I have a dr appt to have my right elbow looked at for the pain I've been having, since I am not convinced that it's tendonitis.  It doesn't bother me where tendonitis usually does, based on what I have read.  If there is any way to help it feel better, I want to find out!

And that's about it for now.  Time to get moving ...

19 April 2021

Reunion Weekend

This past weekend was a big one in our house.  First of all, The Tim was able to get his first vaccine shot on Saturday morning, which was a big deal for all of us!  Vaccine eligibility opens up today to everyone in the city 18 years older and above, but he got a notice at the end of last week from the Dept. of Public Health site that his turn had come up.  So he made an appt for early on Saturday, and now in two weeks he'll get his second, and by the end of May we will both be safe for public consumption! (Well, vaccine-wise at least.)

Also, on Saturday, Hamlet and I walked over to Washington Square here in the city so that the woman who raised Hammy as a puppy could see him.  Her name is Robin, and we have been friends on Facebook for a while, but had never met in person.  She was going to be in the city for a tour of Independence Hall with a group of other puppy raisers (and puppies!), and wondered if we could meet during the lunch break, since it has been years since she has seen our boy.

As it turns out, Hammy's dad, Spike, was her dog.  He sired A LOT of puppies for the Seeing Eye Foundation, and Robin has been a puppy raiser for a long time, and she happened to get Hamlet as her 7th puppy to raise for them.  The way it works is that the puppies are given to preapproved raisers, who bring them up until they are about 18 months old; then they go the Seeing Eye headquarters in Morristown, NJ, to see if they can make the cut as service dogs before being matched with someone.  Those who don't make the cut are returned and or adopted out as pets, so everyone has a happy ending.

Well, as we entered the park, I heard someone say "Hi Hammy," and he went NUTS with excitement!  I really think he remembered her voice.  He was so thrilled and so excited.  We sat and talked and visited for almost the entire hour, Hamlet got treats (I'm sure the highlight for him!), and I got to hear lots of puppy stories and stories about Spike.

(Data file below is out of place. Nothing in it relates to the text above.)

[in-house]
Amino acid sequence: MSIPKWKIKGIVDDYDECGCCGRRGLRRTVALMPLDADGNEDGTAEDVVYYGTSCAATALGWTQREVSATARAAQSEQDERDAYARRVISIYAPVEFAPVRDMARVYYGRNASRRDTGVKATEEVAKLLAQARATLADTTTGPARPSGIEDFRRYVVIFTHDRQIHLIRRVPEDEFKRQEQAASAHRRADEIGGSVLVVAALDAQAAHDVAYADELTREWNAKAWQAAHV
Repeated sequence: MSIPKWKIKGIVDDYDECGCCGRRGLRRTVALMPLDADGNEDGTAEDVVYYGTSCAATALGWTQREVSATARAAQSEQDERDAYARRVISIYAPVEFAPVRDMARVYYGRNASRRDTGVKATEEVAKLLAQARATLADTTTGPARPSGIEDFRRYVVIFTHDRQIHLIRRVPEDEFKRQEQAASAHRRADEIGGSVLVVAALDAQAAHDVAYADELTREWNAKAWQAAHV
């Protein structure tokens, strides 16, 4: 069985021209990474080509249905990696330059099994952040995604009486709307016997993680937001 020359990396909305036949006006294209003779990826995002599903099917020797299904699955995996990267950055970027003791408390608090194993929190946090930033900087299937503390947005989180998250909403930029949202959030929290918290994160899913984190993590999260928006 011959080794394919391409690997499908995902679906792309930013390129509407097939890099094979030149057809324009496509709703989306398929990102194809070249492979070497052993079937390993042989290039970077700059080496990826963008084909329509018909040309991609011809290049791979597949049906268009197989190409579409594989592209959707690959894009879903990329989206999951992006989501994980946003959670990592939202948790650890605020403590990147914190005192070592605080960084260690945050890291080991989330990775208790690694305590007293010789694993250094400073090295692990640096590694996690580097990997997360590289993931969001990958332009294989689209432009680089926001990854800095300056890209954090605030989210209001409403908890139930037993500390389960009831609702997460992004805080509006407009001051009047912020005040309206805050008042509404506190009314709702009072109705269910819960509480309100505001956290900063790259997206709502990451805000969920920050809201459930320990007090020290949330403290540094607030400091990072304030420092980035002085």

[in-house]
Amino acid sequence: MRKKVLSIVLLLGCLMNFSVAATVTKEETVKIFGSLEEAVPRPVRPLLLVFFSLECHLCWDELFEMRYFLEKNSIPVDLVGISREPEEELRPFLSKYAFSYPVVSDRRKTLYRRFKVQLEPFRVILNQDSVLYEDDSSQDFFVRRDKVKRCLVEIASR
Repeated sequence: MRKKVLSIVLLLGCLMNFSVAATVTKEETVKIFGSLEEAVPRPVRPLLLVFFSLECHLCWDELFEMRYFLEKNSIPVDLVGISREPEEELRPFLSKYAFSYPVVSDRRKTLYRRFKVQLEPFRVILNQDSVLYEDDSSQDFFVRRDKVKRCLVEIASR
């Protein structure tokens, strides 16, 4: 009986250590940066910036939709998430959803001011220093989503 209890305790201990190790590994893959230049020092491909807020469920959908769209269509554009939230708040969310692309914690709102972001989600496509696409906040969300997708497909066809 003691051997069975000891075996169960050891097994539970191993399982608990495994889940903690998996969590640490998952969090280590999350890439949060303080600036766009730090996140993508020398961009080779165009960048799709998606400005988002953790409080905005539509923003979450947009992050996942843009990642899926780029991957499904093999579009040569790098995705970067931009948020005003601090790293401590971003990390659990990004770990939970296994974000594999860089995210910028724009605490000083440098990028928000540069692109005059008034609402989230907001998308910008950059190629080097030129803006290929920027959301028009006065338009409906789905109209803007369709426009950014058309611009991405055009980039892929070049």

This is a photo that Robin took when we first sat down and Hamlet was with her.

I have to say, that face gets me every time.

And here is one I took of them having a conversation.

Robin is really wonderful, and a whole lot of fun, as I had suspected from many of her Facebook posts, and I'm so happy that she and her puppy - or as she called him her "granddog" - had a chance to reunite.  

Once she had to rejoin the group to go home, we headed back to our house as well.  I took a few more photos since it was such a lovely day.

Here is Hamlet right before we left the Square:

Then we headed down to Pine Street, so we could walk past Pennsylvania Hospital and I could get a photo of him there.

That is the original building of the hospital, the first one in America, founded by - say it with me - Benjamin Franklin.  The building is beautiful, and of course behind the main building are the add-ons making it a huge, modern, city hospital.  Sometime I'll have to tell you about the inside, and the original parts of things.

Then we headed around the corner, to one of my favorite things in the city.  This is a water trough next to the original hospital, where people used to be able to water their horses; it's now a planter, but otherwise looks the same as when it was first constructed.  I couldn't get Hamlet to face me, but nonetheless:

The landscapers were actually nice enough to wait until we finished before getting started with their planting (I'm sure they are used to variations on this theme).  I also took a closeup so you could see the quote engraved on the trough, which is one of the most wonderful things of all, in my opinion.

Sunday was spent by Hamlet resting (he was zonked out!), and The Tim just taking it easy (his arm was sore, but nothing else).  So the kitties and I decided to follow their example.  I finished a book I was reading, and did some knitting, and Hamlet and I had a lovely walk in the neighborhood, along a street where all of the flowering trees were starting to bud, and the flowers had started to bloom everywhere.  

Probably one of the best weekends we've had - I know it was for Hamlet, at least!

Here's hoping this week will be kind to all of us.  Have a good one!

16 April 2021

Friday Poem

This has been a tough week in the U.S.  A tiring week.  A frustrating week.  I was reading an article in a magazine last weekend, and this poem was included.  I thought I'd share it today, and maybe it would give us all a little bit of something to lift our souls.

-- by Suzannah Evans

We are on the phone when I see them
the first of the year, little miracles
above the stained bricks and scratchy trees
of my neighbourhood. Not screeching yet
but wheeling, the light priming the edges
of their knifeblade wings. We might look
fragile to them, so reliant as we are
on our houses and our things, so tied
by gravity to one hemisphere. You saw yours
today too and you are not so far away
but a distance I'm not allowed to travel.
A blessing for those of us who notice things.
I'll see you soon you say. I'll see you soon.

Take care, everyone.  Be kind when you can, and have a good weekend.

15 April 2021

Amusing Art

I had another post in my head to share today, but I'm going to put that off until another time.  Because today on my way to work, I saw something that not only amused me, but also made me think of a good thing for Three on Thursday.